Source: Lake Geneva Regional News

Remove Images

Last party as police chief
Wisniewski talks about career, retirement, giving back

by Steve Targo

November 17, 2011

LINN — At the annual Halloween party in the fire station, children sprinted from game to game in the garage while adults socialized over hot dogs and refreshments in the meeting room.

For 55-year-old Police Chief Dennis Wisniewski, it was a chance to show off his "dress blues." It's also probably the last chance people had to see him in full uniform. Wisniewski begins his retirement Jan. 6, 2012.

"I wanted the people to know how proud I am of the uniform," Wisniewski said during a Nov. 3 interview about his decision to appear at his last party as chief in style. "I'm proud of the uniform, I'm proud of the profession and I'm proud to have represented the people of the town of Linn."

He said the Protective Services Committee's annual Halloween party always has been special to him, dress blues or not.

"It's the one event the Police Department can host that gives back something to the community," Wisniewski said. "It's a good interaction between all fire and police department members, the people in the community and the kids. Everyone gets to know us on a different level."

He said he enjoys seeing that unfold each year, seeing the children have a good time, talking to people "who the only time I ever see them is at this Halloween party."

Wisniewski said former police chief John Palmer started this party. It has occurred annually throughout Wisniewski's 22-plus years with the Linn Town Police Department.

Although he's retiring, Wisniewski said he's not leaving the area. He said he still plans to go to the Halloween parties every year, for as long as the committee will have them.

But he sounded eager to turn the page to the next chapter in his life.

"I have a lot of grandchildren to take care of," Wisniewski said. "I'm just excited to give back to my family."

The road to Linn

Originally from Chicago, he moved to Pell Lake in 1969. In 1976, at age 19, Wisniewski took his first police officer's job in Bloomfield Township.

He worked there until the early 1980s, then tried some "non-law enforcement" jobs — including working at a tree service and Morton Chemical. However, Wisniewski said he continued to work for the Geneva Lake Law Enforcement Agency for "four or five summers" prior to being hired as a police officer in Linn Township.

That's where he would stay, for 22- years.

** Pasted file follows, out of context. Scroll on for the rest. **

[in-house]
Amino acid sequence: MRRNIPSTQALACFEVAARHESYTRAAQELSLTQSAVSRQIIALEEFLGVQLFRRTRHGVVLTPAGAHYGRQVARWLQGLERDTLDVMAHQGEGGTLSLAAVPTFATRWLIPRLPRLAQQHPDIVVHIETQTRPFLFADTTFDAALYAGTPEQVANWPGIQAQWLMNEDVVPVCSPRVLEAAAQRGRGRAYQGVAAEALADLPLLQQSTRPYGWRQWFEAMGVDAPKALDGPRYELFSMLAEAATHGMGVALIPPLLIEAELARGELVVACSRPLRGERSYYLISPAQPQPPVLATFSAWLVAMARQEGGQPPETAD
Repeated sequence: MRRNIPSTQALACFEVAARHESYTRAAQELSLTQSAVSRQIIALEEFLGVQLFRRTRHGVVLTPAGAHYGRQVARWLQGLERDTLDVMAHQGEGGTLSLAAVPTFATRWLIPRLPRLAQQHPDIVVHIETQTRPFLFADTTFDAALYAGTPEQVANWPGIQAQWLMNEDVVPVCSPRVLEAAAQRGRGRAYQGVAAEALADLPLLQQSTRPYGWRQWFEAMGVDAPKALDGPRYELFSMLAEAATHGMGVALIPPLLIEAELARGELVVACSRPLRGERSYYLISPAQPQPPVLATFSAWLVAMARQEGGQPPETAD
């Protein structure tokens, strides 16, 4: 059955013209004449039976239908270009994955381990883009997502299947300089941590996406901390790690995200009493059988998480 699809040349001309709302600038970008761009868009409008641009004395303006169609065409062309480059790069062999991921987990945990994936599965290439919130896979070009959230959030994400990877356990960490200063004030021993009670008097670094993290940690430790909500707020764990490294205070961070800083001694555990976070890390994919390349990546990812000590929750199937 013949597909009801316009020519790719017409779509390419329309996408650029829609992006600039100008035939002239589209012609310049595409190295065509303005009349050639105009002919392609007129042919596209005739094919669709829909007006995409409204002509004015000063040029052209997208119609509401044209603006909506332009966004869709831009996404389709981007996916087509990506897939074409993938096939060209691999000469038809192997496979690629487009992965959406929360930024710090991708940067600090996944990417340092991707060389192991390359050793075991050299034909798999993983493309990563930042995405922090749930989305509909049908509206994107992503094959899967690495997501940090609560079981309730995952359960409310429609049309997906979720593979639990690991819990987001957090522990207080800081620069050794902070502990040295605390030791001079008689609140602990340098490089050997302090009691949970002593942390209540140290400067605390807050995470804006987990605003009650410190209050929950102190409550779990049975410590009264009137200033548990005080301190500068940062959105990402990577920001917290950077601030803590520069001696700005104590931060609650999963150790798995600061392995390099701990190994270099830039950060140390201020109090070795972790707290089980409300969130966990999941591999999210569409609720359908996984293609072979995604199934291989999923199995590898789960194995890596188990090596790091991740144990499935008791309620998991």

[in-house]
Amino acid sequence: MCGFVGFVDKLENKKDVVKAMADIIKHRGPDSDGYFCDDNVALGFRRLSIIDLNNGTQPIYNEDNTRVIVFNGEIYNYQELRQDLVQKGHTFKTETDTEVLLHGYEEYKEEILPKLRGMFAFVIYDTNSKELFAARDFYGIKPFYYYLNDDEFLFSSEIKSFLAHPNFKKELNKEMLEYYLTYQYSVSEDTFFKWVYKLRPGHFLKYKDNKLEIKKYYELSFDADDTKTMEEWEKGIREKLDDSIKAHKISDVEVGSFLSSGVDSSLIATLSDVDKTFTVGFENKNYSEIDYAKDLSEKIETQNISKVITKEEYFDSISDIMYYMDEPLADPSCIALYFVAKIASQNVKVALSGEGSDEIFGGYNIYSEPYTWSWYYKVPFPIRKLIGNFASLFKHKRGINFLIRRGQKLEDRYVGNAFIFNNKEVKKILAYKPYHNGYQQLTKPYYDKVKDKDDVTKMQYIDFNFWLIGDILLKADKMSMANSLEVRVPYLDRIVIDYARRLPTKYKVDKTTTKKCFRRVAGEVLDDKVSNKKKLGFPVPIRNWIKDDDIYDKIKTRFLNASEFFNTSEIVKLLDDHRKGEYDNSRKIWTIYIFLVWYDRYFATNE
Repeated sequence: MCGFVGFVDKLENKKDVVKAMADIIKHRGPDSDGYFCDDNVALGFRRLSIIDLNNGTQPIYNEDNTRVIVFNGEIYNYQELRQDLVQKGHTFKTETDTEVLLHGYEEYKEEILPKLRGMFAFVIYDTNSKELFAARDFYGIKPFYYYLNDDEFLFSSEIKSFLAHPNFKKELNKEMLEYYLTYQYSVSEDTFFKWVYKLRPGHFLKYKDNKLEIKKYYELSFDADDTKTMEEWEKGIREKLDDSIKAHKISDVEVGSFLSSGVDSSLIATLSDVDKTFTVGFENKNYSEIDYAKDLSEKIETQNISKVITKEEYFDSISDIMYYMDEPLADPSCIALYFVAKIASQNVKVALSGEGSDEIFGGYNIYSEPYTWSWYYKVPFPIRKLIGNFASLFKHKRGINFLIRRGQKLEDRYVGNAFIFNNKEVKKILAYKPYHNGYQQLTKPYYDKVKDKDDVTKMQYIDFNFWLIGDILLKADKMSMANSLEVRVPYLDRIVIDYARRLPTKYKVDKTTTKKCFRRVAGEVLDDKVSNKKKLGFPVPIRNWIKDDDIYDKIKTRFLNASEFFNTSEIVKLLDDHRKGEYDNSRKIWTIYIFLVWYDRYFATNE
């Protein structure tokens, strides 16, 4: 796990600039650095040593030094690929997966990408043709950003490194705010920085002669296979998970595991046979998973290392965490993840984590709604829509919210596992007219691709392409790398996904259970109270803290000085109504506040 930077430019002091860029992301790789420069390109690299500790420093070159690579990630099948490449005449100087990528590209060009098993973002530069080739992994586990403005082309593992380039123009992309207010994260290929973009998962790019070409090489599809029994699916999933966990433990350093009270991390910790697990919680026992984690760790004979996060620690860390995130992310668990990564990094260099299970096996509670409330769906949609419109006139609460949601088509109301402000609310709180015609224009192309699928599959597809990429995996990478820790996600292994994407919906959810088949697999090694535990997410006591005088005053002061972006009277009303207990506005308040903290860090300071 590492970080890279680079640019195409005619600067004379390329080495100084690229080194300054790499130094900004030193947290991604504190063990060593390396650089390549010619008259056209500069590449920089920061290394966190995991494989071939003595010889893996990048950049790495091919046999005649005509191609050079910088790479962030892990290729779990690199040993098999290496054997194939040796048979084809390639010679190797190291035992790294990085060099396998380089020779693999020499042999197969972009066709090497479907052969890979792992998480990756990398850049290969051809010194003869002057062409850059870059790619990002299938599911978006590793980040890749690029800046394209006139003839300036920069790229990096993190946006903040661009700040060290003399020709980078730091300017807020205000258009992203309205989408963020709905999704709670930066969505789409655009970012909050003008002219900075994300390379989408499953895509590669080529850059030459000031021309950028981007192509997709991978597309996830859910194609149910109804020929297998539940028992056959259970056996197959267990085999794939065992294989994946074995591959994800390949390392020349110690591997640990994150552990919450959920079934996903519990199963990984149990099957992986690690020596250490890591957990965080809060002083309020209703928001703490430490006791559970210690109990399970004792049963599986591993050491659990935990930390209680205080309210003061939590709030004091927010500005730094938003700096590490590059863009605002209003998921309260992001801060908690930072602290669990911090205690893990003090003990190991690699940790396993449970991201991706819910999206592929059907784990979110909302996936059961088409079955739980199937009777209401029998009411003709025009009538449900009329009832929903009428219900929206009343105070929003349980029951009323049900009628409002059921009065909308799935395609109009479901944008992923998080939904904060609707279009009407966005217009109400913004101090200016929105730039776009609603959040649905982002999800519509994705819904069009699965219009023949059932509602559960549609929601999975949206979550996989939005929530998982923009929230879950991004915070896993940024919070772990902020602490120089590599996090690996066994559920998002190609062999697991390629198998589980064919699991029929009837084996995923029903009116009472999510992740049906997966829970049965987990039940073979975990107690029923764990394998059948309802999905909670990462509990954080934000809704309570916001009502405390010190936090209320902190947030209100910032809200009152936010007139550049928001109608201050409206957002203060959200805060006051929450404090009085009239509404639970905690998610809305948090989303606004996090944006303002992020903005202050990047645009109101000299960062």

"I liked law enforcement," he said about his decision to take the job in Linn. "It gave me a sense of accomplishment when I was able to do something for somebody, regardless of what it was."

Since then, he rose to the rank of captain, then served as interim chief from the time former police chief Joe Leedle retired to 1998, when the town hired Gerald Kerns.

On March 22, 2007, the Linn Town Board selected Wisniewski to be the next police chief.

He said as chief, he achieved several accomplishments, including helping to bring back the DARE program to the department.

But is that how Wisniewski would like to be remembered? He said he doesn't feel he should be remembered for anything "because it's not just me" working to protect and serve town residents.

"It's everybody in the department," Wisniewski said. "It's a team effort. Each one of us has something to offer. If anything, I'm just really proud to be a part of the team."

He said it's not just the team he will miss most after he retires, it's the camaraderie from other police chiefs and officers in other agencies.

"I've met a lot of very, very nice people in my 22- years," Wisniewski said. "I'm glad I had the opportunity to be involved in this profession."

He said his advice to the person who becomes the town's next police chief is the same thing he has heard from those former chiefs he served under, "to, as I was told, continue with the traditions of the department and take care of the people."

And as months become weeks before his last day on the job, Wisniewski offered one last humble bit of reflection on this job he has deeply loved and why now is the time for him to retire.

"Law enforcement is becoming more complex and I've reached the point that I feel it's time for me to try something different," he said.